While the cookies are in the oven, prepare the syrup. In a pot, add all of the ingredients (except for the lemon juice) and continuously stir until it starts to boil. Lower the heat to a simmer and let it cook without a lid for 10 minutes. Squeeze a bit of lemon juice onto the syrup as a final step and stir.
Once the cookies are out of the oven let them soak in the syrup one by one, 30 seconds each for each side. Make sure you take out the cloves, cinnamon sticks and lemon rind before soaking the cookies.
Optional: After drowning them in syrup, you can press some crushed walnuts onto the cookies.
I can’t deny my German roots, so here is one of my favorite Christmas cookies: Zimtsterne. They are literally called “cinnamon stars” and are a great option for those who have gluten intolerance. Stacking them up and binding them together with some twine or ribbon is the traditional way of gifting them to the ones you love (or to yourself).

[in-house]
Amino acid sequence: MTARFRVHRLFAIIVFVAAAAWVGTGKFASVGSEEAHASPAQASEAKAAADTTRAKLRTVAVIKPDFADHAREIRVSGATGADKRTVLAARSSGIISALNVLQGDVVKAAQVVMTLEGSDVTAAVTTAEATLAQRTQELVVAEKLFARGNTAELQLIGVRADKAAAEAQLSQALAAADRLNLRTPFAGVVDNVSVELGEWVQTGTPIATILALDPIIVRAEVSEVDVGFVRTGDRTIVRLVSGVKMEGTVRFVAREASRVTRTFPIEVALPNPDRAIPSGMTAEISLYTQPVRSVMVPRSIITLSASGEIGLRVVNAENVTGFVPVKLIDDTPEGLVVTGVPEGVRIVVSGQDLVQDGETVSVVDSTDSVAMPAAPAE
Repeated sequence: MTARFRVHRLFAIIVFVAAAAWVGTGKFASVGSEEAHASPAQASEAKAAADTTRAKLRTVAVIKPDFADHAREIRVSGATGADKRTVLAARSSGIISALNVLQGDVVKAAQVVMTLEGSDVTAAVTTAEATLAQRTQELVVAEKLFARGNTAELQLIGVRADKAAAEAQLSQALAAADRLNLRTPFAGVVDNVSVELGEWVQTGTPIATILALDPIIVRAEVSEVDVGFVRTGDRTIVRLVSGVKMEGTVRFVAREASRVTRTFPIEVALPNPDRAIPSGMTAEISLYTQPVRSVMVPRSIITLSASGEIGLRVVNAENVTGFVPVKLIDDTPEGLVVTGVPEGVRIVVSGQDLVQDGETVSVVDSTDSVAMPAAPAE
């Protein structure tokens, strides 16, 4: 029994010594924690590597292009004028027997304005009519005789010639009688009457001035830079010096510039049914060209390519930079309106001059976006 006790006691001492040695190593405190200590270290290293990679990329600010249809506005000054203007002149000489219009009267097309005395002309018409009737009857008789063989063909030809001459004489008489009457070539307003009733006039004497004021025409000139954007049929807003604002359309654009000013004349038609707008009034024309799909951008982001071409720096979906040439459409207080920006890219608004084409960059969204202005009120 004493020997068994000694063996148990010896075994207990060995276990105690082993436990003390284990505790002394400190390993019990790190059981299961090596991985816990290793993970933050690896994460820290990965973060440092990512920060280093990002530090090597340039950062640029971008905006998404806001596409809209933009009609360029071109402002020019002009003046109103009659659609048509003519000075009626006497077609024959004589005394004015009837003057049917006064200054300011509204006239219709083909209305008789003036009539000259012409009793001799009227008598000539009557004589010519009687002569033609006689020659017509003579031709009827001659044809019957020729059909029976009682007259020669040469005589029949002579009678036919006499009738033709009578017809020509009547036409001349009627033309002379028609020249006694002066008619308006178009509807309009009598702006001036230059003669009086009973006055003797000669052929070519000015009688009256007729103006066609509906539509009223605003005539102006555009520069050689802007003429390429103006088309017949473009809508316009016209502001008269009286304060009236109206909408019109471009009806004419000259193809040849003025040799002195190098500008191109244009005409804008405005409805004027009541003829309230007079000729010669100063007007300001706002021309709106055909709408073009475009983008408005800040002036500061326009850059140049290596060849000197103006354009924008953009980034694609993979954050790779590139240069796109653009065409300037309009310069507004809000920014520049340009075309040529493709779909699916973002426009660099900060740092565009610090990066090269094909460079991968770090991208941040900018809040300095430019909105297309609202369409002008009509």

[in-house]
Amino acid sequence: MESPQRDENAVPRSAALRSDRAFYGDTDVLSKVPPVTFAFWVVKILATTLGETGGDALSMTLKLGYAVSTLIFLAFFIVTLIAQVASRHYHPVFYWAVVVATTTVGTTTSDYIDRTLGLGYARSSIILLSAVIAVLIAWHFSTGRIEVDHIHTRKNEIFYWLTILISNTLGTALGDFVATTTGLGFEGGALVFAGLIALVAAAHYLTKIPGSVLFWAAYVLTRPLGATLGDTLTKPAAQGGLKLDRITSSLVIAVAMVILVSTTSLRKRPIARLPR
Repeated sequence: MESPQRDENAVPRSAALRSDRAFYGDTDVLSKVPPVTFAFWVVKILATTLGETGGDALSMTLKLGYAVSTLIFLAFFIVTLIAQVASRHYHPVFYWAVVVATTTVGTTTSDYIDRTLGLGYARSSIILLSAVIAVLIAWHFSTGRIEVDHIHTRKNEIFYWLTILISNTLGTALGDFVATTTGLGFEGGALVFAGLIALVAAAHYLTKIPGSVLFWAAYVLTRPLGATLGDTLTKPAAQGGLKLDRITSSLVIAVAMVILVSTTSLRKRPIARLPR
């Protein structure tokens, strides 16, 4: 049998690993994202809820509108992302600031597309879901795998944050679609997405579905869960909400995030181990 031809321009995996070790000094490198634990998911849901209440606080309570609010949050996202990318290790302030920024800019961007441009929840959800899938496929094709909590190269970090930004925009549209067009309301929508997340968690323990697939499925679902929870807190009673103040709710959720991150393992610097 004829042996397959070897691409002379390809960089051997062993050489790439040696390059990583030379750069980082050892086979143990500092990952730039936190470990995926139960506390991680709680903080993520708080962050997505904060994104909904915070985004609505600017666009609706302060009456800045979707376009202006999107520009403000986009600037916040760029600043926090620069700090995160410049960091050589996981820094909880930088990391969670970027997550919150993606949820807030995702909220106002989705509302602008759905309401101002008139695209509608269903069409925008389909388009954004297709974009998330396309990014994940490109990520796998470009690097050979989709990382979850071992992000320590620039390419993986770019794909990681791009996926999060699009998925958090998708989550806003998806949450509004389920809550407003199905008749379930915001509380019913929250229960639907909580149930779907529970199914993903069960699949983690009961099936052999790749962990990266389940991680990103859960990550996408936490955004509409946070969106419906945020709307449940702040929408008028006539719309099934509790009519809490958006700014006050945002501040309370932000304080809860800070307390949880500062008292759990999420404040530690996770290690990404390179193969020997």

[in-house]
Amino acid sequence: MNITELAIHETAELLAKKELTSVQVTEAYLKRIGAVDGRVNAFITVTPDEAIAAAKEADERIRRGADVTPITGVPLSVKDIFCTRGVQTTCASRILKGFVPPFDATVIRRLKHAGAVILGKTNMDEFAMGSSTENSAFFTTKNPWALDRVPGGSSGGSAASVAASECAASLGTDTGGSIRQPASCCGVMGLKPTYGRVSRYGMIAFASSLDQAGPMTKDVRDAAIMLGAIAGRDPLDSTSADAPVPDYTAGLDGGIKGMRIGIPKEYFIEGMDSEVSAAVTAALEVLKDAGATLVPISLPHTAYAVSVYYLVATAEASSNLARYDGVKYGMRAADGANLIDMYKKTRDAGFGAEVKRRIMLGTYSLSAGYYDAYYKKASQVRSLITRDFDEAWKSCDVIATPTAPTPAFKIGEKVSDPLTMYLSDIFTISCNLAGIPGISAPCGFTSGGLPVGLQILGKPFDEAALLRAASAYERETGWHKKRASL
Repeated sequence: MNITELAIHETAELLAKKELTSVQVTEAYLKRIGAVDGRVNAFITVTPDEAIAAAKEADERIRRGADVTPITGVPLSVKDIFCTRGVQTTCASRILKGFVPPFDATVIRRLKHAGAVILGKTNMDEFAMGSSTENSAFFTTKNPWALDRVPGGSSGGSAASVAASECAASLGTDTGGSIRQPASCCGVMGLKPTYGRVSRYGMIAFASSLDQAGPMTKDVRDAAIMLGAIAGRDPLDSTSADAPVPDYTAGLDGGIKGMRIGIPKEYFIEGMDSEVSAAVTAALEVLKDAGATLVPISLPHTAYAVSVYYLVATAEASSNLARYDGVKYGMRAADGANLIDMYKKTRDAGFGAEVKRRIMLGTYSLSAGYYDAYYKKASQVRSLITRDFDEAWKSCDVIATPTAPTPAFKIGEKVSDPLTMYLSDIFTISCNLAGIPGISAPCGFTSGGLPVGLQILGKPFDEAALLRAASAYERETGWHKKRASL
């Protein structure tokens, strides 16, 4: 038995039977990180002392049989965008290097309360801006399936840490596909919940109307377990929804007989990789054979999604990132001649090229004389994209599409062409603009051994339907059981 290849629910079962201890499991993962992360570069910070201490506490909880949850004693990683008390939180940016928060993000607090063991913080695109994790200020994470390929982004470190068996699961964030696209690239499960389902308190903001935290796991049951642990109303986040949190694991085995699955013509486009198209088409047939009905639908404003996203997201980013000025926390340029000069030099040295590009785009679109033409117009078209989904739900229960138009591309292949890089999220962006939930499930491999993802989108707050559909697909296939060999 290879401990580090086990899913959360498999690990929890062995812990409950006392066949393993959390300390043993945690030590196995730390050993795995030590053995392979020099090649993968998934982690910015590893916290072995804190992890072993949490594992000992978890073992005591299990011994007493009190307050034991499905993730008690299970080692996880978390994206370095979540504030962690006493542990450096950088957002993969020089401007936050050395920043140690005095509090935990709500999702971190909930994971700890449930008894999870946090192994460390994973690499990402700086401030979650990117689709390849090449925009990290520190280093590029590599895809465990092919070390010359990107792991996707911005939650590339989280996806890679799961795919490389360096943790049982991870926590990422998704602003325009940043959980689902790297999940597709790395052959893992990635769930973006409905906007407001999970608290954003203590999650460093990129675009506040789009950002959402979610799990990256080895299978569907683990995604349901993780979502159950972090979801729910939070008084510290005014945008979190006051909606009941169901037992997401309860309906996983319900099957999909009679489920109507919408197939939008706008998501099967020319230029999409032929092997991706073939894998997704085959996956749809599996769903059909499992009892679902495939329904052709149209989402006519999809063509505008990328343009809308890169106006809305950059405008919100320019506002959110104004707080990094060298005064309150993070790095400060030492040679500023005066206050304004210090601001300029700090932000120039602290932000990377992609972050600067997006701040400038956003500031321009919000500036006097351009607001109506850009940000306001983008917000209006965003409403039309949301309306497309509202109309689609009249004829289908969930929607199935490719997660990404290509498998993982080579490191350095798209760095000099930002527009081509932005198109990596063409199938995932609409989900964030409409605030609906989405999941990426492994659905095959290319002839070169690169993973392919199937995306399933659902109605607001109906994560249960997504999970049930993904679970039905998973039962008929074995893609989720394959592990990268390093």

500 grams ground hazelnuts and/or almonds
300 grams powdered sugar
2 teaspoons of cinnamon
A tad of almond extract
2 egg whites
2 tablespoons water (optional)
1 egg white
125 grams powdered sugar
For the dough, put all of the ingredients into a bowl, except the water, and knead until you get a hard, sticky dough. If it is too crumbly to roll out, add a tablespoon of water, and if needed, add the second. Spread some flour on the surface where you want to roll out the dough. Use baking paper to roll out the dough to prevent it from sticking to the rolling pin and to get a nice even surface. Alternatively, you can roll out the dough between two sheets of baking paper to avoid the flour.